Getting Ready 23
Settled into more or less a schedule.
Beautiful weather here in Vermont. Rain every few days, then the river water gets cold. A couple of days of sun heats up the water. Swimming is easy, whether down in the park where the water is warmer or up at Pikes Falls where it’s pretty cold but the waterfall is worth it. Raspberries are in, every day a quart’s worth. Blueberries will be here in the next few days. Already I can get enough for breakfast every day. The corn is now ripe as far up as Massachusetts, 3 for a dollar at Dutton’s.
Mornings, I read Angie Ngoc Tran or Tim Pringle and Simon Clark’s book, The Challenge of Transition: Trade Unions in Russia, China, and Vietnan, Palgrave Mcmillan, 2011. This is the book that we need to read. Joe found it at the UCB library and has sent for a copy for us to own, although it costs nearly $100. I will provide some excerpts from it later. Then I work on my class. I’ve done 4 draft powerpoint texts, using the textbook as required, going chapter by chapter. It will be possible to get ideas across using this textbook.
Then lots of email. I’ve sent off three papers – one to Adrienne Paavo in Canada, about the Polk women’s labor ed conference; one to Labor Studies Journal, about the big survey I did last winter of labor education programs; one to WorkingUSA about the Metro Strategy and Lave’s Communities of Practice, as organizing strategies. Lots of work, come to think of it. I have a book review to do, an article with Joe on City College for SF Bayview, and then we’re supposed to do two more Steward Updates for Union Communications before we go back to CA. Grandkids arriving in 12 days.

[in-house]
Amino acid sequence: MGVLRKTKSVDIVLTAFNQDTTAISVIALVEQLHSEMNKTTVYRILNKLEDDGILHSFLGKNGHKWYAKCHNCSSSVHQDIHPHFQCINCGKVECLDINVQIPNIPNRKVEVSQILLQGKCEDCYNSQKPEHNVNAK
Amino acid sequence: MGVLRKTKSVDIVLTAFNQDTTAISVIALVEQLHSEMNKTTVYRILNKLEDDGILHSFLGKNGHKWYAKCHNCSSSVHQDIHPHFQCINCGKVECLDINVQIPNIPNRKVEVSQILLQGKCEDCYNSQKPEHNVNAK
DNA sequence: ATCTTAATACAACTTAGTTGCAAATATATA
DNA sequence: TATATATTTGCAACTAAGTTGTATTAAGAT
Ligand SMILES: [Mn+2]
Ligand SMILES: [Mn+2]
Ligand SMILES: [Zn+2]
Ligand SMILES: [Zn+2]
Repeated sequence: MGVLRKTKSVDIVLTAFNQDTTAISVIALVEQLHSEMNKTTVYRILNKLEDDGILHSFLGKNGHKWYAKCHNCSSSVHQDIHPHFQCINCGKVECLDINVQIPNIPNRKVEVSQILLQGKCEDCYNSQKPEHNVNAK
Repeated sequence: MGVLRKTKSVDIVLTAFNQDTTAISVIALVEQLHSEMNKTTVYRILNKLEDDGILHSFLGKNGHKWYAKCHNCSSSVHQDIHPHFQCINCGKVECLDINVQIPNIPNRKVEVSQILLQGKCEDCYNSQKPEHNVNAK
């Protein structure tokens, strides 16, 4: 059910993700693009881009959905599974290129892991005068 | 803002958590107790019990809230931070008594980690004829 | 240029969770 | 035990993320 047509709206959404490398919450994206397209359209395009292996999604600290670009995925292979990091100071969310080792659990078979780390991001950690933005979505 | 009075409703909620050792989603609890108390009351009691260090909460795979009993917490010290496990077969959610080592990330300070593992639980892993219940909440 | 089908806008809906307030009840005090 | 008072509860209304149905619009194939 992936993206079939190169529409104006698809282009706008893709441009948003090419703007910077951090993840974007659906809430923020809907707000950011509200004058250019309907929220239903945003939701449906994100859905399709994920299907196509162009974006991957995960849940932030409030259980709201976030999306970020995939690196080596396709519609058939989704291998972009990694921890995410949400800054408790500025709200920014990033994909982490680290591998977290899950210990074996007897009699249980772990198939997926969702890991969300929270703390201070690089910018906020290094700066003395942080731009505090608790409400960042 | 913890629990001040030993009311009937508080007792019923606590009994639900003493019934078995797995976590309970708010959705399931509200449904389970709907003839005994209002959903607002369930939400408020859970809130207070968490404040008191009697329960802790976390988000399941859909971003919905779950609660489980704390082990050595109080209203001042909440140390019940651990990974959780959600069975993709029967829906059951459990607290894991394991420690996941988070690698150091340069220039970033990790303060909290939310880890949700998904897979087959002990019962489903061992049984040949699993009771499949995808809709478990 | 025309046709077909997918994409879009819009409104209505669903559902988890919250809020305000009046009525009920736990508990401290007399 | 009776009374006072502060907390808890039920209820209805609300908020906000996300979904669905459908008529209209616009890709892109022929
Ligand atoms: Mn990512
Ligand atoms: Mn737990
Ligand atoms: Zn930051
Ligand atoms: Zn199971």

Talked on the phone with Katie Quan today, who gave us introductions to two people, one of them with the ILO.
Here’s something from the Valley Post website, that demonstrates how much explanation you have to include in every communication about unions in the US, due to how little people know and how much misinformation is out there:
This is a website run by Eesha Williams, a local journalist and also author of a really good handbook for people who want to write effectively about the real world and get it out into the public mind – that is, journalists:
We used his book in classes in Illinois.
Notice how in his article about the upcoming possible strike includes explanations, such as, right there in the second paragraph, “Strikes by union workers happen when a majority of workers vote to go on strike.” You might ask, did he really need to explain that? Unfortunately, yes, he did – because one of the anti-union myths that people get drummed into their heads is that unions “cause” violence and workers are “forced” to go on strike.
Also, further down: “Nonunion workers can be fired for no reason.” This is probably the biggest misapprehension of them all – that employers are somehow bound by what is “fair” and therefore can’t fire you without a good reason. Wrong. They can fire you for no reason – unless you have a union.
So Eesha manages to get this basic information into a short article about an upcoming strike. Note that he also does not give the actual name of the business, but he does explain where its money comes from: it’s a “government-funded agency.” Actually, it’s a non-profit healthcare provider. This gives him the opportunity to mention how many people in Massachusetts make over a million dollars a year and could afford to pay higher taxes, and also how prevalent suicide is, making such support urgent.
He does give the websites of both the business and the union. Usual normal mainstream journalists would give the name of the company but not the name of the union. Or they’d get the name of the union wrong, just for the fun of it. Here, he treats them even-handedly although he does quote the union organizer, Jerry Levinsky, whom I know from UALE conferences, a good guy. Nice to see his name out there!
Today, however, there’s another announcement: after 8 hours of bargaining, an agreement is reached and the strike is called off. So it worked!
The weather is great. If I don’t write anything for a while, it’s because every day is just another day like today, which is fine.